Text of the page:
By Mary Welch

Pentose Pharmaceuticals, which develops antiviral technologies based on nucleic-acid chemistry, completed a $7 million private financing to advance through clinical trials Inactine, an antiviral product that inactivates viruses in blood products.

The company has one compound, Papirine, a topical antiviral, in Phase I/II trials, but the financing round will mainly fund the start of Phase I trials for Inactine products, which are small-molecule, electrophilic compounds that selectively bind and irreversibly modify nucleic acids, thereby preventing viral replication.

"We intend to pursue a very aggressive schedule for Inactine and hopefully file an IND [investigational new drug] application in 1999," said Martin Williams, vice president of business development, sales and marketing for Cambridge, Mass.-based Pentose. "There is a massive opportunity for its use, and we believe we will be answering a public health cry for safe blood transfusions."

Each year, about 44 million units of red blood cell concentrates are transfused into patients around the world, including about 12 million in the U.S. While some viruses can be screened, such as HIV, hepatitis C, and human T cell lymphotrophic virus, many cannot.

"Essentially, Inactine binds to the nucleic acid inside the virus and renders it non-infectious," Williams said. "Its unique advantage is that it kills the virus - it destroys it. Even the hidden viruses are killed."

After the blood is treated with Inactine, the chemicals are removed, leaving the blood "pure and safe," he said. There are no side effects, and Inactine does not disrupt or destroy the blood's structure or important macro-molecules, such as plasma proteins that include human serum albumin and clotting factors.

Would-be collaborators, Williams said, are "beating a path to our door. There's a huge opportunity here with Inactine."

While Inactine's clinical progress will consume much of the funding, the company also is actively pursuing the Papirine family of compounds, made up of small-molecule drugs with broad-spectrum antiviral activity, designed to act through a natural antiviral pathway induced by interferon.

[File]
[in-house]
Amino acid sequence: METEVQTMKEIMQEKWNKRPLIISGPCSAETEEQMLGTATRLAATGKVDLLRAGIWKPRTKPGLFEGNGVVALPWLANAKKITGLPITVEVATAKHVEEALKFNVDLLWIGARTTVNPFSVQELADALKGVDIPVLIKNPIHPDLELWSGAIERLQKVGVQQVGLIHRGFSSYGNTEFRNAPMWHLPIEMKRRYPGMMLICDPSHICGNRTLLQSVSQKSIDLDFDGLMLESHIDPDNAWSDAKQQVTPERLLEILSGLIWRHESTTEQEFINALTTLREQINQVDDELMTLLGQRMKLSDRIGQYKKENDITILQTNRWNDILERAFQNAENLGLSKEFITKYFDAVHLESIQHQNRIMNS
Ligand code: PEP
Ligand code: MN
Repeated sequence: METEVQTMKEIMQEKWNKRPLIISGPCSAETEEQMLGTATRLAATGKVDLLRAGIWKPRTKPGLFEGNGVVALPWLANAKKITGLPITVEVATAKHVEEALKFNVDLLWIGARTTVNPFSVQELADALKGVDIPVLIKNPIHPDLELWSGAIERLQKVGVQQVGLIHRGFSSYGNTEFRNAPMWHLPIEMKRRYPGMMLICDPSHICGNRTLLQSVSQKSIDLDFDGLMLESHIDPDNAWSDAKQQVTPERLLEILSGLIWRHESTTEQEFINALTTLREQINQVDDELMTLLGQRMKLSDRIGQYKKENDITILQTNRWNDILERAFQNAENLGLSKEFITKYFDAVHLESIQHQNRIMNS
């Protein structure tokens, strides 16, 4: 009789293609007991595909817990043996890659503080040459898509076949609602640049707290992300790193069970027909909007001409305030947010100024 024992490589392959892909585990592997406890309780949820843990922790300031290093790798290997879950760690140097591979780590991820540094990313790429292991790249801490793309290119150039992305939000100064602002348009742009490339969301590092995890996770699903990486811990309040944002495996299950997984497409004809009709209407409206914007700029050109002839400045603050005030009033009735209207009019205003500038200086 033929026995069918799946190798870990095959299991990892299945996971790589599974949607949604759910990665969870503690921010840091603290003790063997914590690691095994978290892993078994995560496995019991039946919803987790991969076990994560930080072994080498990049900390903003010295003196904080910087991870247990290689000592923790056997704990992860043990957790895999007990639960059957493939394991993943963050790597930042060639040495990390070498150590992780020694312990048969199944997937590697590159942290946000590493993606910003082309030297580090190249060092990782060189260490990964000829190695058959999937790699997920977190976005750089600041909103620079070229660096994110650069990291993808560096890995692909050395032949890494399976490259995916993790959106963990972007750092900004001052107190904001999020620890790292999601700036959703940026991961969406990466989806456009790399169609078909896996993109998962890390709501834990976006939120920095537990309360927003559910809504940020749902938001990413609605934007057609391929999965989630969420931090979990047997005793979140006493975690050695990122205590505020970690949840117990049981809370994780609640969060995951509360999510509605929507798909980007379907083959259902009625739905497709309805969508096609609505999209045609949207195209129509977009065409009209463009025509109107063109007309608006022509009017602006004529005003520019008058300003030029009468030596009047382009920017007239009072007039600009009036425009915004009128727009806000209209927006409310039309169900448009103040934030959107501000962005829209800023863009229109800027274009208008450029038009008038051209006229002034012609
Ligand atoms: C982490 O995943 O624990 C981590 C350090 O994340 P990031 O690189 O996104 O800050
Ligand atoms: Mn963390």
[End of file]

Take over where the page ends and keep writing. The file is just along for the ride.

The gel is a topical drug for infections caused by human papillomavirus (HPV). Currently the company is undertaking three trials with Papirine. Two (one in the U.S., the other Europe) are for external genital warts; the other, conducted in the U.S., is for skin warts, such as those found on hands and feet. So far, about 230 patients have been treated.

"Warts really are very interesting," said Williams. "They are little viruses, and highly contagious." Papirine destroys the virus inside the cells, which prevents further cell growth.

Genital warts, a form of HPV, is the most prevalent sexually transmitted disease in the world. "They're difficult to treat and get rid of," Williams said, adding that Papirine is less irritating than existing treatments and is well-tolerated. "It has a clean profile," he said.

The three-year-old company is investigating Papirine against other indications caused by HPV, including herpes and cervical cancer. Pentose anticipates the need for raising more money this year, either by a private placement or by going public, Williams added.

"That really depends on the health of the financial market, and that's out of our control," he said.

Jafco Co. Ltd., of Tokyo, is a new investor in the financing. Ampersand Ventures of Wellesley, Mass., which was Pentose's seed investor, also participated. Ampersand now has a "fairly large share," of Pentose, Williams said. *